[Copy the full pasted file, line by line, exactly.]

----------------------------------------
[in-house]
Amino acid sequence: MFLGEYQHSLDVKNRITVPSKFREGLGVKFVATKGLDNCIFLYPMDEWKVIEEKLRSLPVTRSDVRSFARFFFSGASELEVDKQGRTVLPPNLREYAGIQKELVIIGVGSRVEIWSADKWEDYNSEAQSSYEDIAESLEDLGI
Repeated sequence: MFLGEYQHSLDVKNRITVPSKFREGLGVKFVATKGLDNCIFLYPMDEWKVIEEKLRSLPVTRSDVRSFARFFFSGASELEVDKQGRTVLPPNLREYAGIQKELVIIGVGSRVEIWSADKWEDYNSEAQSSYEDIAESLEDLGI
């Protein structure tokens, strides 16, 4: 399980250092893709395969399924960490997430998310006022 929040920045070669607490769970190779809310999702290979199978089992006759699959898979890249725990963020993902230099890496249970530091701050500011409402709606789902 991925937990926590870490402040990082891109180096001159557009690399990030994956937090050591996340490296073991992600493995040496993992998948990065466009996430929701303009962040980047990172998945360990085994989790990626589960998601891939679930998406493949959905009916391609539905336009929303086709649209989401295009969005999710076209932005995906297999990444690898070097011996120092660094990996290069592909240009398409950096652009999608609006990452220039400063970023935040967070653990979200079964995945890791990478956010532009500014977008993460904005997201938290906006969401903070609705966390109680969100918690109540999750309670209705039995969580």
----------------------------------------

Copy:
[in-house]
Amino acid sequence: MFLGEYQHSLDVKNRITVPSKFREGLGVKFVATKGLDNCIFLYPMDEWKVIEEKLRSLPVTRSDVRSFARFFFSGASELEVDKQGRTVLPPNLREYAGIQKELVIIGVGSRVEIWSADKWEDYNSEAQSSYEDIAESLEDLGI
Repeated sequence: MFLGEYQHSLDVKNRITVPSKFREGLGVKFVATKGLDNCIFLYPMDEWKVIEEKLRSLPVTRSDVRSFARFFFSGASELEVDKQGRTVLPPNLREYAGIQKELVIIGVGSRVEIWSADKWEDYNSEAQSSYEDIAESLEDLGI
């Protein structure tokens, strides 16, 4: 399980250092893709395969399924960490997430998310006022 929040920045070669607490769970190779809310999702290979199978089992006759699959898979890249725990963020993902230099890496249970530091701050500011409402709606789902 991925937990926590870490402040990082891109180096001159557009690399990030994956937090050591996340490296073991992600493995040496993992998948990065466009996430929701303009962040980047990172998945360990085994989790990626589960998601891939679930998406493949959905009916391609539905336009929303086709649209989401295009969005999710076209932005995906297999990444690898070097011996120092660094990996290069592909240009398409950096652009999608609006990452220039400063970023935040967070653990979200079964995945890791990478956010532009500014977008993460904005997201938290906006969401903070609705966390109680969100918690109540999750309670209705039995969580």